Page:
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Isolated Hepatic Recurrence of Pre-B Cell ALL Masquerading as Veno- Occlusive Liver Disease | OMICS International
ISSN: 2161-069X
Journal of Gastrointestinal & Digestive System

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Isolated Hepatic Recurrence of Pre-B Cell ALL Masquerading as Veno- Occlusive Liver Disease

Russell P. Gollard*

Cancer & Blood Specialists of Nevada, 58 N. Pecos Road, Henderson, NV 89074, USA

*Corresponding Author:
Russell P. Gollard, MD
FACP, Cancer & Blood Specialists of Nevada
58 N. Pecos Road, Henderson
NV 89074, USA
Tel: 702 822 2000
E-mail: [email protected]

Received date: September 09, 2011; Accepted date: November 15, 2011; Published date: November 17, 2011

Citation: Gollard RP (2011) Isolated Hepatic Recurrence of Pre-B Cell ALL Masquerading as Veno-Occlusive Liver Disease. J Gastrointest Dig Syst 1:103. doi:10.4172/2161-069X.1000103

Copyright: © 2011 Gollard RP. This is an open-access article distributed under the terms of the Creative Commons Attribution License, which permits unrestricted use, distribution, and reproduction in any medium, provided the original author and source are credited.

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We report a 47-year-old male with relapsed B-cell ALL in his liver, who initially appeared to have hepatic veno-occlusive disease (now known as sinusoidal obstructive syndrome, SOS) of the liver.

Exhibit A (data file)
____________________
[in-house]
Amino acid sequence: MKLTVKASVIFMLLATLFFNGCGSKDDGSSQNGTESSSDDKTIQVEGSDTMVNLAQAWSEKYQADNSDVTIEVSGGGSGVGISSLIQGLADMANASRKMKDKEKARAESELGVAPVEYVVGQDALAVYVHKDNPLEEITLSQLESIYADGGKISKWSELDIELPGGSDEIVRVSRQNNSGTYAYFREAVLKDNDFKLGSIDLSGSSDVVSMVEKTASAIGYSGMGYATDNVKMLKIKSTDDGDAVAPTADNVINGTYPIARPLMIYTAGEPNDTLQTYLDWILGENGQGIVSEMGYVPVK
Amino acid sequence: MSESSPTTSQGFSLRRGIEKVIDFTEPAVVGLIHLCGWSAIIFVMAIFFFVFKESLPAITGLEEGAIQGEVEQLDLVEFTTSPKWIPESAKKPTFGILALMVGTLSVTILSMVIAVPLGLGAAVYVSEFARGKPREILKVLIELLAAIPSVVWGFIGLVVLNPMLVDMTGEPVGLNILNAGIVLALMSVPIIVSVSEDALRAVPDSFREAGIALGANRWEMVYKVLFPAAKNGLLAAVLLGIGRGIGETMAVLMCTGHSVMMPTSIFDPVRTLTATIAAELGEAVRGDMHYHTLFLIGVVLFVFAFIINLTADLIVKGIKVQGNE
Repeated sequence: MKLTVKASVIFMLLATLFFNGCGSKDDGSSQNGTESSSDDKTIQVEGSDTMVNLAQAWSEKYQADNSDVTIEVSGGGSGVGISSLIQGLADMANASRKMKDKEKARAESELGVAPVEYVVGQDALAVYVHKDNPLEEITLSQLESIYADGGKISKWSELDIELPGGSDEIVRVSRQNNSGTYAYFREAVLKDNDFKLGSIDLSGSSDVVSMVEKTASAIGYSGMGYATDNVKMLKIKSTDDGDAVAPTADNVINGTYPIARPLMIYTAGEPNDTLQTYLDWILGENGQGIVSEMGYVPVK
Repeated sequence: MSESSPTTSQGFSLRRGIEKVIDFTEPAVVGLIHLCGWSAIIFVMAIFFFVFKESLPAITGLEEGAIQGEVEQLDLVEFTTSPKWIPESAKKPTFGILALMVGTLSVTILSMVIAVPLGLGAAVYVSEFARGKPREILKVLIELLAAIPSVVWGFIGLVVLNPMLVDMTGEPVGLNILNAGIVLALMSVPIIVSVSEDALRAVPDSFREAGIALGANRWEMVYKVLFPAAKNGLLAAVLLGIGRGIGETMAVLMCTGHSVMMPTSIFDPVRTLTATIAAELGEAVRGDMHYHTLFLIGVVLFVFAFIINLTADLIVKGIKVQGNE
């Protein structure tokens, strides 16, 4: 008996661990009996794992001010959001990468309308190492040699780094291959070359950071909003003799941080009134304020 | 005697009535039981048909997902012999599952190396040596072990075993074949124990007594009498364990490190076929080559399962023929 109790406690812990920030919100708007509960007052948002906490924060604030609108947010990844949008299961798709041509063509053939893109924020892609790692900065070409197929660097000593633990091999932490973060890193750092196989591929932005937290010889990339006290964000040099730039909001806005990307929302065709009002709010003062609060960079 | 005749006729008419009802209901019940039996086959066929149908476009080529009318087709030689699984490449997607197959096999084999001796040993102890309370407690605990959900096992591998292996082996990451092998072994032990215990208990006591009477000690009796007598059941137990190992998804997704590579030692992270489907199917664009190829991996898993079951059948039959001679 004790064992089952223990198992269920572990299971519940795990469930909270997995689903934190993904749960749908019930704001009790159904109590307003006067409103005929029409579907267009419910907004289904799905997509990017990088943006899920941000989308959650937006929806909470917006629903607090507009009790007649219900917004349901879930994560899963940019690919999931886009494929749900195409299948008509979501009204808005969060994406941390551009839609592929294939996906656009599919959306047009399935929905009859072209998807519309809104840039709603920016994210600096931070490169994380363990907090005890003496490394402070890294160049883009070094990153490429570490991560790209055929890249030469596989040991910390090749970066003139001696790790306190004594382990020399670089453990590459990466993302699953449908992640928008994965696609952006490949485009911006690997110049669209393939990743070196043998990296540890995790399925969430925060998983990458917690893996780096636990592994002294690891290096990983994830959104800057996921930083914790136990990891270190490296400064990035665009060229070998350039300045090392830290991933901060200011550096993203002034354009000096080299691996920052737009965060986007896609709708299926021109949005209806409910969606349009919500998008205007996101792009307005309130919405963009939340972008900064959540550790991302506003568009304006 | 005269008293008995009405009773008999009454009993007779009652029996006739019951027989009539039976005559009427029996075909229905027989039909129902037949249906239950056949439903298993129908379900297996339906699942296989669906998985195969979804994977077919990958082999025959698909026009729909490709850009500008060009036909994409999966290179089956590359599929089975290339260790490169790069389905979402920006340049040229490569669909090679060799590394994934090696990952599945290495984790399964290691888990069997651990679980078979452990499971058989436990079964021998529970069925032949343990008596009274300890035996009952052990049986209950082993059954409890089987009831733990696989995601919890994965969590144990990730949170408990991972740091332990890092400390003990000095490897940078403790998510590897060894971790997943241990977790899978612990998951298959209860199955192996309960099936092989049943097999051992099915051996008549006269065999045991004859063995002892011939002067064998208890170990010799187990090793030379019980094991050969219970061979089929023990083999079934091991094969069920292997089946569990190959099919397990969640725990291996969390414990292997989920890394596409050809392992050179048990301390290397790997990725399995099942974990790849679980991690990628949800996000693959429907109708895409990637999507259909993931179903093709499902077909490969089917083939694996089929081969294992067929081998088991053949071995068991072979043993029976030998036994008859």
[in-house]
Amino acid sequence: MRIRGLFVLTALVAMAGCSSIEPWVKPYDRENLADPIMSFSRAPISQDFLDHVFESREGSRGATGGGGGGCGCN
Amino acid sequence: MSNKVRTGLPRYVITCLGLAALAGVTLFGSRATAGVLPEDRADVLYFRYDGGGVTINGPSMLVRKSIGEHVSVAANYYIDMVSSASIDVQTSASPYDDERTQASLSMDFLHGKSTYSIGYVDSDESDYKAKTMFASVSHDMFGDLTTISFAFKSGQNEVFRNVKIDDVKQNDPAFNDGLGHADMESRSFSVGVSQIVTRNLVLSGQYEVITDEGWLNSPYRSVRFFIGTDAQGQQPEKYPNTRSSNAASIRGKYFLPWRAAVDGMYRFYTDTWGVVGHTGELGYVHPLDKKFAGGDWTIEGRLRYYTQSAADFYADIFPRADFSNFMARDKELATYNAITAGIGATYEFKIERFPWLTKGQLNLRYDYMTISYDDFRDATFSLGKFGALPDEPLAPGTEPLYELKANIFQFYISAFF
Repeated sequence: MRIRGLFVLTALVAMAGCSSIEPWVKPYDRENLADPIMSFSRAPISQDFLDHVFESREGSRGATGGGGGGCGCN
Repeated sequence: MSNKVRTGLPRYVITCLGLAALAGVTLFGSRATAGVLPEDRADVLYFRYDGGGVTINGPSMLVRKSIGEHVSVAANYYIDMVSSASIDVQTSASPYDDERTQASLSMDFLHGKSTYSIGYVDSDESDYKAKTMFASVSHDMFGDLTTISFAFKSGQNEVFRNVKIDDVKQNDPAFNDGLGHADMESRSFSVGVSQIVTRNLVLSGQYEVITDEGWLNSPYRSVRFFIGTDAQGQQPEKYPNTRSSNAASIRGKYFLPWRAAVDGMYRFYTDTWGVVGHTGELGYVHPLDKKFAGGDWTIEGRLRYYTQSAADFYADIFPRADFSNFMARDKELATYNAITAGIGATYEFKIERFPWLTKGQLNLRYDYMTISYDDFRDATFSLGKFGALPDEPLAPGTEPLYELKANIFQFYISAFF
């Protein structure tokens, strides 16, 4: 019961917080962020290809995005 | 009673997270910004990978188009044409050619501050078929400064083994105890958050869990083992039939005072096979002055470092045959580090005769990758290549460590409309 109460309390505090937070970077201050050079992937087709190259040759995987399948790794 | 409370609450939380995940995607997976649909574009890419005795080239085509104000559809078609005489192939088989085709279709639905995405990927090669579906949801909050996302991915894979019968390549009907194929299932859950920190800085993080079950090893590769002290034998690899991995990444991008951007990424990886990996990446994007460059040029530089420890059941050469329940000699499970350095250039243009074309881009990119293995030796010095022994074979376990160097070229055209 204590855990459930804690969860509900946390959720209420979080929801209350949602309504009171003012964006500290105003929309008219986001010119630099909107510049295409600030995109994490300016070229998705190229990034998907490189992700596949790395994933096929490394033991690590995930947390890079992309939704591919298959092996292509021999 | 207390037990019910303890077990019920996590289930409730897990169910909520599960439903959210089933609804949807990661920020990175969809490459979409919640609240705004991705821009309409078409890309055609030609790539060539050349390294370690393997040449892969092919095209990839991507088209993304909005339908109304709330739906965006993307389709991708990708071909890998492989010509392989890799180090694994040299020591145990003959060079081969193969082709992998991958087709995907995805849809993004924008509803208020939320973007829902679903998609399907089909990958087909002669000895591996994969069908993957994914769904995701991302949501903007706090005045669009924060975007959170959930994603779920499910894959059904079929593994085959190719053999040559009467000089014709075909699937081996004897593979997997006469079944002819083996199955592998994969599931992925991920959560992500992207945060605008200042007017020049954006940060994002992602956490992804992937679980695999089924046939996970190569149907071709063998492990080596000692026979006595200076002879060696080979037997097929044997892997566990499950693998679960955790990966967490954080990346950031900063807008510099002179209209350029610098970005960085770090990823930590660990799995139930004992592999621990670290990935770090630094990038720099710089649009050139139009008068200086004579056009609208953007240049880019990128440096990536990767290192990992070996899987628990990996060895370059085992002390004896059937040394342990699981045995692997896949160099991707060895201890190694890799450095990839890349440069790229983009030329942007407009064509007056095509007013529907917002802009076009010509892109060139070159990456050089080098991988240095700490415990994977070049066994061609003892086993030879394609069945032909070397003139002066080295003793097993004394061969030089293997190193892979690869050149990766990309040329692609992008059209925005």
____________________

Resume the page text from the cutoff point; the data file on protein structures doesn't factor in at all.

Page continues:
He was diagnosed with pre B-cell ALL. The blasts expressed CD19, CD20, HLADR, CD10, CD34 and intracellular TDT. The patient was treated with hyper CVAD parts A and B for eight cycles, along with intrathecal methotrexate as prophylaxis [1]. At presentation, the patient also had an LDH level of greater than 1200. The patient immediately went into a full remission. He continued to be in remission throughout eight cycles of hyper CVAD but then relapsed two months after his eighth and final cycle. He was then treated on the Larson regimen in preparation for a transplant [2]. Specifically, the patient received reinduction with an asparaginase containing regimen, which also included daunorubicin, vincristine and prednisone. The patient, on day 15 of the cycle, started to develop hyperbilirubinemia as well as swelling in his abdomen; he later developed massive and refractory ascites. There was no portal vein, hepatic vein or inferior cava thrombosis. He had no hepatosplenomegaly at the time of relapse. He was also pancytopenic. He was treated with supportive care, which included hydration, diuretics and transfusions. He received more than 20 paracenteses, and his total bilirubin rose to over 35. With supportive care, the patient’s bilirubin gradually declined to normal levels. Neither the ALT nor the AST nor the alkaline phosphatase was more than twice the upper limit of normal. The patient had bone marrow aspirate and biopsies completed; these were all negative. Combinations of spironolactone and furosemide did not adequately mobilize the patient’s ascites. Finally, the patient underwent a transjugular biopsy of the liver. The patient was found to have involvement of the liver with B-cell ALL (Figure 1-5). There was microvesicular and macrovesicular steatosis, as well as pericellular and focal bridging fibrosis. There was hemosiderin deposition within the hepatocytes and Kupffer cells. The patient subsequently went to inpatient hospice and died of fulminant hepatic failure within 24 hours.